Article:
So you’re landing from a transatlantic flight, and if it’s not London Heathrow, Paris Charles de Gaulle, Rome Fiumicino or Frankfurt, odds are you’re coming to the Munich Airport.
Whether you’ve got a four-hour layover in Munich or have the benefit of an overnight stay, these are the activities you ought to know when visiting the heart of Bavaria.
Four hours transiting through the Munich Airport
Once clearing passport control, you have no shortage of options to spend your time in-terminal before your onward flight. You might try,
- Catching up on sleep with a two-hour snooze in a Napcab (starting from €20)
- Connect to the Munich airport WiFi on the “Telekom” network
- Drink in the white beer at Airbräu, Europe’s only airport brewery (in the Public Area, after security)
- Go for a dip or decompress in the sauna at the Hilton Munich Airport‘s Fit & Fly Spa (two-hour pass for €22)
24 hours in Munich
Check-in: Flushing Meadows Hotel
Hidden behind a non-descript street entrance, this boutique hotel beckons curious passerby with soft house music playing in the foyer. You’ll likely be arriving in the A.M. so leave it to the reception-cum-bar staff at the Flushing Meadows Hotel to store your luggage while you take on the city. With an early arrival, you may want to stake a claim to one of two free rental bikes available if the weather suits.Check availability >>
Sneak a peek of the hotel lounge’s rooftop bar and patio. If it’s a clear day, you can’t pass up the continental breakfast (complete with green smoothies) overlooking the clock towers of St. Maximilian Church and the snow-capped Alps.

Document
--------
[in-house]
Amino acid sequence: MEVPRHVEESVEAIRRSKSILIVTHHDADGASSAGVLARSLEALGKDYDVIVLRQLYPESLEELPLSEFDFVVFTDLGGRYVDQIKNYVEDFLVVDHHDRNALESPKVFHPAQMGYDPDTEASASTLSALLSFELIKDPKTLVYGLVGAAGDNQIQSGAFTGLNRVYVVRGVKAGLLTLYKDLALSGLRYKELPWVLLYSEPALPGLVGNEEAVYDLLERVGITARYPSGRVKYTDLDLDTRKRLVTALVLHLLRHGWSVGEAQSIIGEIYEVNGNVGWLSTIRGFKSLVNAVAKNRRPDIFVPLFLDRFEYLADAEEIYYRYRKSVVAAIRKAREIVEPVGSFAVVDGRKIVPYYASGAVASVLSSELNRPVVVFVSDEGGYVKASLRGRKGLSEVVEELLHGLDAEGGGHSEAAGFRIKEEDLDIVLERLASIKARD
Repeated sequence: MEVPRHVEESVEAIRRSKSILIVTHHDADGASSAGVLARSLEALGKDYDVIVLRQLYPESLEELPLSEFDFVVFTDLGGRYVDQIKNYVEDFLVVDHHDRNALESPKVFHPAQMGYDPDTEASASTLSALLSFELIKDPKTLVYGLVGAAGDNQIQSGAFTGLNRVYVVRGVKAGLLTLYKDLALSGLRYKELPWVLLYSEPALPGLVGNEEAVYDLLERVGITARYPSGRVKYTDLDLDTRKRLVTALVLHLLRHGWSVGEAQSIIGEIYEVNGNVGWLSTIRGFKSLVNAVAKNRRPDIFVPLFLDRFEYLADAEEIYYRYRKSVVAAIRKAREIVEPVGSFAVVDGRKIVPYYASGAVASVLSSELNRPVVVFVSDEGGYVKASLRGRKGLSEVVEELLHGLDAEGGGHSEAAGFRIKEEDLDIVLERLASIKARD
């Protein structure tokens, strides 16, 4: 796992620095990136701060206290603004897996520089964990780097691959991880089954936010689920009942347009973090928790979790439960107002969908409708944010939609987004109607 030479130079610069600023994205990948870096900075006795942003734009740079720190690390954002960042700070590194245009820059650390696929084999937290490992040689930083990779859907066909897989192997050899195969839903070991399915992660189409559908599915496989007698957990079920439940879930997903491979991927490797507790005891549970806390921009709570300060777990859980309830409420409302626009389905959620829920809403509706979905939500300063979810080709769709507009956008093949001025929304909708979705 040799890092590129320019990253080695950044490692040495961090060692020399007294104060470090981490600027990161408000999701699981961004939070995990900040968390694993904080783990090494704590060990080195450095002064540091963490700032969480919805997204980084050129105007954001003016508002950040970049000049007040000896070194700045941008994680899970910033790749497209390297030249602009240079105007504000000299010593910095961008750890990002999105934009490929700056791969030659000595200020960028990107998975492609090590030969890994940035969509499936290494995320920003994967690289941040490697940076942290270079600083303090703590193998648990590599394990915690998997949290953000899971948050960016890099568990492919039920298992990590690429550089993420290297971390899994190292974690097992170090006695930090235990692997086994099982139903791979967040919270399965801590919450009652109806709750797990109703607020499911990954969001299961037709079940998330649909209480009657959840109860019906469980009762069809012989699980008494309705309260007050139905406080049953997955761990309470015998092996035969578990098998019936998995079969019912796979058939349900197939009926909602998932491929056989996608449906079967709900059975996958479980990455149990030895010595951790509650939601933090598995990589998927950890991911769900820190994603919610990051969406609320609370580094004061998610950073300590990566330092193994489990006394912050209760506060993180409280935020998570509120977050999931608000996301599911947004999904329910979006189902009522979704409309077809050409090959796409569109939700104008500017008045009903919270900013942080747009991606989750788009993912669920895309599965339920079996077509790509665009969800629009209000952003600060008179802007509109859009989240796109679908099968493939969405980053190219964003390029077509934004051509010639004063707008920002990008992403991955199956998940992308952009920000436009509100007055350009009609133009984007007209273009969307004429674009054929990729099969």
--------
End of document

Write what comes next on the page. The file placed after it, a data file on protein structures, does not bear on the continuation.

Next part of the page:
If you’re looking for a more substantial fare, Café Maria down below on Klenzestraße hooks you up with warm mains from Germany and the Near East. Scrambled eggs spiced with ras el-hanout and goat’s cheese ought to sober the jetlag out of you. Or stick to the Jordanian maqlouba where fried zucchini, eggplant, and tomato get tucked into a mound of rice pilaf. Pair it all with a shot of cardamom Arabic coffee and your internal clock will adjust to German punctuality in no time.
Check off the Essentials
Folks coming to Munich are amazed time and again by the pomp of the city. As one of the better-preserved Altstädte (old towns) in Germany, nobody will blame you if you’re simply overcome by the grandiosity of the city hall over Marienplatz, the floral bounty at the Viktualienmarkt or the fine details of the onion-domed Frauenkirche.
When the sun shines in Munich, locals can’t resist the green expanses of the English Garden whose five kilometres of parkland may make the “Garden” name a misnomer.
Hanging ten in landlocked Bavaria? Believe it or not, queueing legions of Munich’s most dedicated river surfers slap on their wetsuits and maneuver on the Eisbach river, not far from the Old Town. Catch Munich’s best surfer babettes and babes at the Eisbachwelle beside the Haus der Kunst gallery or at the smaller breaks by E2 Kleine Eisbachwelle (a short walk deeper into the English Garden).
Take a Break